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The role of the immune system in dementia

17 March 2023

Alzheimer’s Disease is the most common form of dementia, affecting one’s memories and ability to do cognitive tasks, as well as causing hallucinations and loss of motor control. It’s the leading cause of death in women and 2nd leading cause of death in men in the UK, with over 850,00 people currently diagnosed, and it costs the NHS approximately £26 billion per year, one fifth of their annual budget.

In our recent Research Showcase event, Dr Mat Clement (PhD 2013) and Dr Wiola Zelek (PhD 2020) from the School of Medicine, discuss the role of infectious viruses, the immune system, and neuroinflammation in Alzheimer’s development. They explain more about their work and share ground-breaking new therapies for treating the disease.

Mat’s research looks at the link between Alzheimer’s development and cytomegalovirus (CMV). CMV is an infection that occurs in 50-70% of the population, often unnoticed due to predominantly being asymptomatic. But his research found that the presence of CMV in Alzheimer’s patients is detrimental; the immune system sends viral-specific T-cells into the brain to fight CMV, which creates inflammation and exacerbates cognitive decline.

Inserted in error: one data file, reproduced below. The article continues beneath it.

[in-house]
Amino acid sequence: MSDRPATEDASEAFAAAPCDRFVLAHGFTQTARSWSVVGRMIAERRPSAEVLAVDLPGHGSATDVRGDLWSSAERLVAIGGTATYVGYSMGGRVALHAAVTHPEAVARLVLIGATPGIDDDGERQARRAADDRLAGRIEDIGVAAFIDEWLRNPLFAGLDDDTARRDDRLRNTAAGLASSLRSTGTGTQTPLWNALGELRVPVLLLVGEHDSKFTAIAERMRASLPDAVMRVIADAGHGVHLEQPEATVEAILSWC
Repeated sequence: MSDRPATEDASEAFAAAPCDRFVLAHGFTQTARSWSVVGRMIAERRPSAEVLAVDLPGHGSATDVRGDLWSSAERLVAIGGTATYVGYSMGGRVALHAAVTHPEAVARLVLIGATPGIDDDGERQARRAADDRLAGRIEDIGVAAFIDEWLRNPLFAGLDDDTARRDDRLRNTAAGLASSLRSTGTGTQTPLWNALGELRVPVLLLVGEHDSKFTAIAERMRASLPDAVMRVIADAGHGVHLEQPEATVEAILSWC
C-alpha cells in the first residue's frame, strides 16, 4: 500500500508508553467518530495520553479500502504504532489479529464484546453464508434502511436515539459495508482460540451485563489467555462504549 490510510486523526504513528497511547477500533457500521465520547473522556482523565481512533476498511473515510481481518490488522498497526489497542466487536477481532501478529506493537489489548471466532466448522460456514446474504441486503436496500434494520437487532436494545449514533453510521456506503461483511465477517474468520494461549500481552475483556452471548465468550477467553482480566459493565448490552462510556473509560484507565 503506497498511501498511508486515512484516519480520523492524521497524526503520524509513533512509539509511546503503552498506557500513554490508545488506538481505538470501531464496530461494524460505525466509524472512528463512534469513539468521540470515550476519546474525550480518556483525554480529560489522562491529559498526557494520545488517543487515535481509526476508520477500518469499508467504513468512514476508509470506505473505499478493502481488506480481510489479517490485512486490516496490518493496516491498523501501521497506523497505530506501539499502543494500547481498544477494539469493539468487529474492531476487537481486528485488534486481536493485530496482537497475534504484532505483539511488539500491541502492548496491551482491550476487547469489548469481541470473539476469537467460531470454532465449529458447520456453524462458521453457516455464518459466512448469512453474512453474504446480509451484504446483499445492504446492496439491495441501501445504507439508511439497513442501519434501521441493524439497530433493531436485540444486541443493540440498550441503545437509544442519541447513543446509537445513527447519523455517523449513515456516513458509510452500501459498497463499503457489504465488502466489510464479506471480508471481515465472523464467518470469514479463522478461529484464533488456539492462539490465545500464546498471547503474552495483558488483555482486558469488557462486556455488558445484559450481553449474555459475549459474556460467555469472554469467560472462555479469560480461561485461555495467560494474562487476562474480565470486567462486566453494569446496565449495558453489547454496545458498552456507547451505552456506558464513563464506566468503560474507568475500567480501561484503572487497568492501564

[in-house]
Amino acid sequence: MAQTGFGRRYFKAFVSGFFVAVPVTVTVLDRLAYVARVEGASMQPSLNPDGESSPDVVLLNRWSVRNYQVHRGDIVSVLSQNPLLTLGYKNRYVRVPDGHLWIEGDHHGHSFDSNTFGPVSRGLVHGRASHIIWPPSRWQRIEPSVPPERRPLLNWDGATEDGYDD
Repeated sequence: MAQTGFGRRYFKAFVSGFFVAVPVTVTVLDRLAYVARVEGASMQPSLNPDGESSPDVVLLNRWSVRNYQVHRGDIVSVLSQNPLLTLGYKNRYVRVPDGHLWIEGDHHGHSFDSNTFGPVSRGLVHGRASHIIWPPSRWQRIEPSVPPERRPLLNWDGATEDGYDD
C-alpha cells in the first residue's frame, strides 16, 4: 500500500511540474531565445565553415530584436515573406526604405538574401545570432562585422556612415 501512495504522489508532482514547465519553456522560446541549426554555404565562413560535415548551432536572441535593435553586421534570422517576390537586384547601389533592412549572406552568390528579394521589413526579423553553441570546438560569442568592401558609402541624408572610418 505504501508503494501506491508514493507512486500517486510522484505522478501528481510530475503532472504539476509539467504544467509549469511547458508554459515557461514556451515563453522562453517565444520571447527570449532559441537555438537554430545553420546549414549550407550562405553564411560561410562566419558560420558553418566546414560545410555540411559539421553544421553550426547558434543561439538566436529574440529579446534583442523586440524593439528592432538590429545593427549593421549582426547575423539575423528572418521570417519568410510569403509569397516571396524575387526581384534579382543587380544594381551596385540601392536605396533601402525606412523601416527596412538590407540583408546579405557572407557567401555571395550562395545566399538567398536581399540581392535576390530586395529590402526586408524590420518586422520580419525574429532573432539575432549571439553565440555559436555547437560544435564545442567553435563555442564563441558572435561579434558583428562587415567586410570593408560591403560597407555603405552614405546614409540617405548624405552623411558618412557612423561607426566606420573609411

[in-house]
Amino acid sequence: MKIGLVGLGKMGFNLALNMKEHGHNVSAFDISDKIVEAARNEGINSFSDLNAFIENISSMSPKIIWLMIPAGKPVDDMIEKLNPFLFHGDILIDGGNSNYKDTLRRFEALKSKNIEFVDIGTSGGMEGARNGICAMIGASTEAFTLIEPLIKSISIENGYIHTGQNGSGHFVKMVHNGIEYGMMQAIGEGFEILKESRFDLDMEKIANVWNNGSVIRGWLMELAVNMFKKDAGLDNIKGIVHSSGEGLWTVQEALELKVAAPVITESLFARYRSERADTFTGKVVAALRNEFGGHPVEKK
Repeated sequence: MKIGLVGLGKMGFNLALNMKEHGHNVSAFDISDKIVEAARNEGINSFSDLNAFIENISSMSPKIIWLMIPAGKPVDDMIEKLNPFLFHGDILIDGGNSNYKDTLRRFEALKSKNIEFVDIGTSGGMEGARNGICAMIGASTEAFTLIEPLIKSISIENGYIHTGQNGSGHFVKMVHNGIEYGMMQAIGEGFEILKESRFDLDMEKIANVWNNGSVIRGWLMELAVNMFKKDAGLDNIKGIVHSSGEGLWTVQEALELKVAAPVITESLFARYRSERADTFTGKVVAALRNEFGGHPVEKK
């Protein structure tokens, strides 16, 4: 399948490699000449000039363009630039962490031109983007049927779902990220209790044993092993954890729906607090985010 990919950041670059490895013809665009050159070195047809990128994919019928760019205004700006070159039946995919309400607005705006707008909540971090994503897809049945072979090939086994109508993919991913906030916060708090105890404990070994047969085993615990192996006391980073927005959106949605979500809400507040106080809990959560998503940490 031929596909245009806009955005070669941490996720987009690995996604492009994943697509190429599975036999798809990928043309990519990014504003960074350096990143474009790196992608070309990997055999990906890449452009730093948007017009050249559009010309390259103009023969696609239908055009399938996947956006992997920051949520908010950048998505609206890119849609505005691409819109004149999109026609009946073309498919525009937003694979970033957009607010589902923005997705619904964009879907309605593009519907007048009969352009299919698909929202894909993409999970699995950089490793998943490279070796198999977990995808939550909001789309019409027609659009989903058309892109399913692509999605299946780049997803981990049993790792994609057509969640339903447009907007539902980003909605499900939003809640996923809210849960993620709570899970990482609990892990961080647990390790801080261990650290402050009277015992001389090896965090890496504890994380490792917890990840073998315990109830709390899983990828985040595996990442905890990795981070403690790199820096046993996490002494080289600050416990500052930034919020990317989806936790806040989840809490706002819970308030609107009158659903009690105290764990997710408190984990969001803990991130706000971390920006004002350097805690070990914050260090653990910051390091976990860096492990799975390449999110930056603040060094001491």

Mat decided to target this inflammation with anti-viral treatments to destroy the T-cells. Results were hugely positive, the treatment not only destroying the T-cells but actively rescuing and repairing the cognitive decline.

Similarly, Wiola’s research focuses on the role of the complement system in Alzheimer’s development. The complement system responds to infections in the body by tagging and destroying pathogens. When it becomes dysregulated, part of the system known as MAC attacks synapses, driving inflammation, and contributing to Alzheimer’s development.

Wiola developed antibodies to stop this formation of MAC, as well as creating a “trojan horse” method of drug delivery, attaching the antibodies to shuttles to ensure they were able to pass through the blood-brain barrier and access the brain non-invasively. After one week of treatment, the antibodies restored the synapses and cognitive function. Now, Wiola looks to strengthen these antibodies and undertake clinical trials for patients.

By looking at dementia and Alzheimer’s as immune-driven, Cardiff University is developing unique treatments and is one step closer to stopping the diseases in their tracks.

Watch our Research Showcase event to learn more.

Find out more about supporting neuroscience and mental health research at Cardiff University.